Don’t get me wrong – I love compliments. Particularly, compliments about something I practice and work at, like swimming. A few days ago, a fellow lap swimmer stopped me to offer warm and fuzzy words about my style. He then flattered me by thinking I was six years younger than I am, and asked if I had been on the swim team in college. It was definitely nice to hear, and I even swam an extra 400 meters because I felt ready to fly away on my inflated self esteem.
However, I have to be completely honest about my crawl stroke. When I started working on it oh so many years ago, I worried less about its effectiveness, and more about looking like a smoothly synchronized swimmer. So while perhaps I manage to be almost splash free while I paddle through the water, I tend to not swim with speed, strength, or anything resembling intensity.
Knowing this makes me feel like a swimming traitor. Instead of doing as Associate Content suggests, which is considering what it takes to create speed in the water and actively attempting to actually be a better swimmer, I remain stubborn as an elephant who is chomping on peanuts and doesn’t want to move out of the way, and simply want to swim with pretty hands instead of swim fast.
But if you actually want to swim faster, and aren’t feeling as ornery as myself, here are a few suggestions:
1. Appreciate the Pause
In music, conductors often remind their orchestra’s that “the rests are just as important as the notes.” The same is true for swimming. The moments in which you are not pumping your arms, such as the glide portion of the breast stroke, are essential to improving your swim time. Elongate your body, and you’ll go faster.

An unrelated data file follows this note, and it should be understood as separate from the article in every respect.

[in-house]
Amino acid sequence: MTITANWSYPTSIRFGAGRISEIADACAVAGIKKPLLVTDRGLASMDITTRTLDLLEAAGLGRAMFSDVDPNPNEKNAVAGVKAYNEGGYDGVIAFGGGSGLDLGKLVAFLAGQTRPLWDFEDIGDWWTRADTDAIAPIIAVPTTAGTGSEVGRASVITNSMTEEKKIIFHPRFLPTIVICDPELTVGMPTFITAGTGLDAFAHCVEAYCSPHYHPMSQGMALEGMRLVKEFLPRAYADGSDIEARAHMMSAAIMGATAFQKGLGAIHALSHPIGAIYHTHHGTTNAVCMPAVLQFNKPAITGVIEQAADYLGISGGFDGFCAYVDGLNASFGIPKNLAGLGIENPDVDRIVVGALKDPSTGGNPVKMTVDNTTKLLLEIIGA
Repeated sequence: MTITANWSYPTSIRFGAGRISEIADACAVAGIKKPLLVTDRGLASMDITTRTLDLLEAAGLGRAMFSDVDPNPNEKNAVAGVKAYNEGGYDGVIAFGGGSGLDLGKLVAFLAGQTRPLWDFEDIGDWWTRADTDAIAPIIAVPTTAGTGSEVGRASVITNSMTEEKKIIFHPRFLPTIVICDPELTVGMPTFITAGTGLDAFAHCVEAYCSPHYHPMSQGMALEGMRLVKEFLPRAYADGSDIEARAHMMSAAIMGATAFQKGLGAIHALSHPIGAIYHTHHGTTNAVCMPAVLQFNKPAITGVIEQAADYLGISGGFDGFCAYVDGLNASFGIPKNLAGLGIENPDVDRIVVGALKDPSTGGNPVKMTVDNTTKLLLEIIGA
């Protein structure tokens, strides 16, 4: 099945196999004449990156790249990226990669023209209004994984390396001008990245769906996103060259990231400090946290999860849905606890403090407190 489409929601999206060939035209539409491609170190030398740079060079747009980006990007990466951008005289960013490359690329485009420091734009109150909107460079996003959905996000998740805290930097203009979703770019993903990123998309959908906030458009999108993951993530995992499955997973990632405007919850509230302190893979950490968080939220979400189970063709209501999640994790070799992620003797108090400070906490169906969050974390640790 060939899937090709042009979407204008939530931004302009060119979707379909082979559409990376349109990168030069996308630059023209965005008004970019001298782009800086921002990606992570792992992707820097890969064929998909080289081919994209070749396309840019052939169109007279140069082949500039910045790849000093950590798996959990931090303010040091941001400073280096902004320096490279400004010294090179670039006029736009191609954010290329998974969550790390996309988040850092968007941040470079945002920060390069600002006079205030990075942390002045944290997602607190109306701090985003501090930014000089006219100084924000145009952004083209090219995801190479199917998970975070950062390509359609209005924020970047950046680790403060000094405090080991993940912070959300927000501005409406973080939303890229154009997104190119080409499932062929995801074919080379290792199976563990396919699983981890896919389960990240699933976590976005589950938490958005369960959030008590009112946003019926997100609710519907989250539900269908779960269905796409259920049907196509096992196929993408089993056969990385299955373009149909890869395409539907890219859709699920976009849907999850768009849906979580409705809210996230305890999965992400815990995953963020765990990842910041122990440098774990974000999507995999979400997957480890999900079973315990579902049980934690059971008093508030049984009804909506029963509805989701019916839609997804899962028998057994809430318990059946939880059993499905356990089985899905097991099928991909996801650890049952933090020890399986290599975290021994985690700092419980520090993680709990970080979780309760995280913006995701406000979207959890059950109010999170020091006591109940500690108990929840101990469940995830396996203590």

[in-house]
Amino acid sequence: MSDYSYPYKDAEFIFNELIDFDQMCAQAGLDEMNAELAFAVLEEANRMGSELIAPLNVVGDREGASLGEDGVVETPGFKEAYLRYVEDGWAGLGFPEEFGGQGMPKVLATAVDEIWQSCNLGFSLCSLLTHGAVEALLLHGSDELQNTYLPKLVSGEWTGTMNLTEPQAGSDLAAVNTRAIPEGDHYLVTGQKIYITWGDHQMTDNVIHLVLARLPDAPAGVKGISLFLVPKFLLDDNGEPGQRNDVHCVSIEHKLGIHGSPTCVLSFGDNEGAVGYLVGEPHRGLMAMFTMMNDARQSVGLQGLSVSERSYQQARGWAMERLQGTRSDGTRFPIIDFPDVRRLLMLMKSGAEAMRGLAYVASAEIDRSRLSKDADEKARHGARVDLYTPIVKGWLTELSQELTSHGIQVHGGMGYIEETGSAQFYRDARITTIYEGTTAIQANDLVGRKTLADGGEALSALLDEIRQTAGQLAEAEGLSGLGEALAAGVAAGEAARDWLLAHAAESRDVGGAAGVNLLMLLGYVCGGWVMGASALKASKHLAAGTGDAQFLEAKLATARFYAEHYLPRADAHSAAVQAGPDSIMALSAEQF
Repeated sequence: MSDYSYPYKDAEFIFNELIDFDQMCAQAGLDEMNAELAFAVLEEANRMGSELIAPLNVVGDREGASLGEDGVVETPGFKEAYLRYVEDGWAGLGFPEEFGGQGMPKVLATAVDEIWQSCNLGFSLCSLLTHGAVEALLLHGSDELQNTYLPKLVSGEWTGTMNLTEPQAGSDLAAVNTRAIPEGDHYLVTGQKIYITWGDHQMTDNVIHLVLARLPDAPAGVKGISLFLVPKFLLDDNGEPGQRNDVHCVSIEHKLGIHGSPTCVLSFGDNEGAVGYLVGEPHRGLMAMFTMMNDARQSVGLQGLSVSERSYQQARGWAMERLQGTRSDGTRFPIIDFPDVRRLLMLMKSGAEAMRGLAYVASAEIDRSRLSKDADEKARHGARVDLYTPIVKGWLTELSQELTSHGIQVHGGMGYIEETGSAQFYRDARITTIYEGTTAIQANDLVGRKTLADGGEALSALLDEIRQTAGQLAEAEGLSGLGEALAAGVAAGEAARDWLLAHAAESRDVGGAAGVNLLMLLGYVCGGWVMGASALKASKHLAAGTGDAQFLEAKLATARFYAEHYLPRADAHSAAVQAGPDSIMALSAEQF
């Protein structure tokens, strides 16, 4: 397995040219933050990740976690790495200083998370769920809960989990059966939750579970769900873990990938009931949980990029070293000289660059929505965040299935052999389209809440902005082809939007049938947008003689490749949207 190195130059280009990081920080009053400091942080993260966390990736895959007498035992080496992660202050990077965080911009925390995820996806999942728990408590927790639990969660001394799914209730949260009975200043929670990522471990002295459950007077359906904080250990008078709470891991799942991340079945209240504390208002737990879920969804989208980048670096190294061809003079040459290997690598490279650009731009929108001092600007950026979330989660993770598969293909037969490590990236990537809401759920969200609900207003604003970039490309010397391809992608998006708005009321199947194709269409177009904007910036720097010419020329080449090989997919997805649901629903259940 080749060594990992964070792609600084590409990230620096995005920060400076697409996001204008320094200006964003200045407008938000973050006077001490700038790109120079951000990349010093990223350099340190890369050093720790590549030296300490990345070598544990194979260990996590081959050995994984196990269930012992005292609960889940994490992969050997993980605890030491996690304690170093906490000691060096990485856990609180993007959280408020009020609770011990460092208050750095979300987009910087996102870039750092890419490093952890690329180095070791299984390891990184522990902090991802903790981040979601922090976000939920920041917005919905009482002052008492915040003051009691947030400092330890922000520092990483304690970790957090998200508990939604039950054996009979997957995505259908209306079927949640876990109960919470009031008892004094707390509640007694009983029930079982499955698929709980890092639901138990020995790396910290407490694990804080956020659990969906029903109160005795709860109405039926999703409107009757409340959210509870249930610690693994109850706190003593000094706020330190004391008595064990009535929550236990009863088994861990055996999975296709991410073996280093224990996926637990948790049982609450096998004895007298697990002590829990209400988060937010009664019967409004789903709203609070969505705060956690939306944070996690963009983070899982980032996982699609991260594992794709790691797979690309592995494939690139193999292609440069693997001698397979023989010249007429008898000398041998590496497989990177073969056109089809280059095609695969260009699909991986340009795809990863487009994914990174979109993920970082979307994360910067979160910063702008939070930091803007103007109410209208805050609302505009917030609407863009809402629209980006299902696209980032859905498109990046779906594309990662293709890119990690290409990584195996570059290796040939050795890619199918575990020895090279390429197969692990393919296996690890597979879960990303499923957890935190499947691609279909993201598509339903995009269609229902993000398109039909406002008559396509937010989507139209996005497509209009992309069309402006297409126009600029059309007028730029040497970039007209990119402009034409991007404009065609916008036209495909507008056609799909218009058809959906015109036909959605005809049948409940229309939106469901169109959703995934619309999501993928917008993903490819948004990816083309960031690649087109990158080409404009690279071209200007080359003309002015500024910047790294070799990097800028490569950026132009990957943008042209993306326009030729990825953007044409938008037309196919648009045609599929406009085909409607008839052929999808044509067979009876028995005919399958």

2. Know Your Calculus
You gotta stroke less. But not by simply subtracting the number of strokes you graze the pool with. This is sort of a mental idea, but you want to let your body travel farther every time you stroke, and thus create the need to stroke less. You also want to “thrust” your body through the water. I do this by telling myself “try harder!” But as for the technical side of it, check out Swim-City.com, or any number of YouTube videos about swimming.
3. Get a Head
The direct placement of your head is critical, according to Mat Lubers at About.com. Keeping your head with the “eyes down” position* while swimming freestyle is the best way to keep your hips neutral, and your kick strong. However, to get the best speed, you’ll want to lift your head just a tad, so your forehead pokes out of the water, as keeping your head underwater entirely causes a lot of drag – the fancy swimmer term for things that slow you down.
Okay, swimmer friends. Go forth and good luck! If no one is complimenting your pretty hands, you very well are on the right track.
* When I taught swimming to kids, we used to say “Keep your eyes down! Watch the elephants dancing on the bottom of the pool!” Oh, swim class.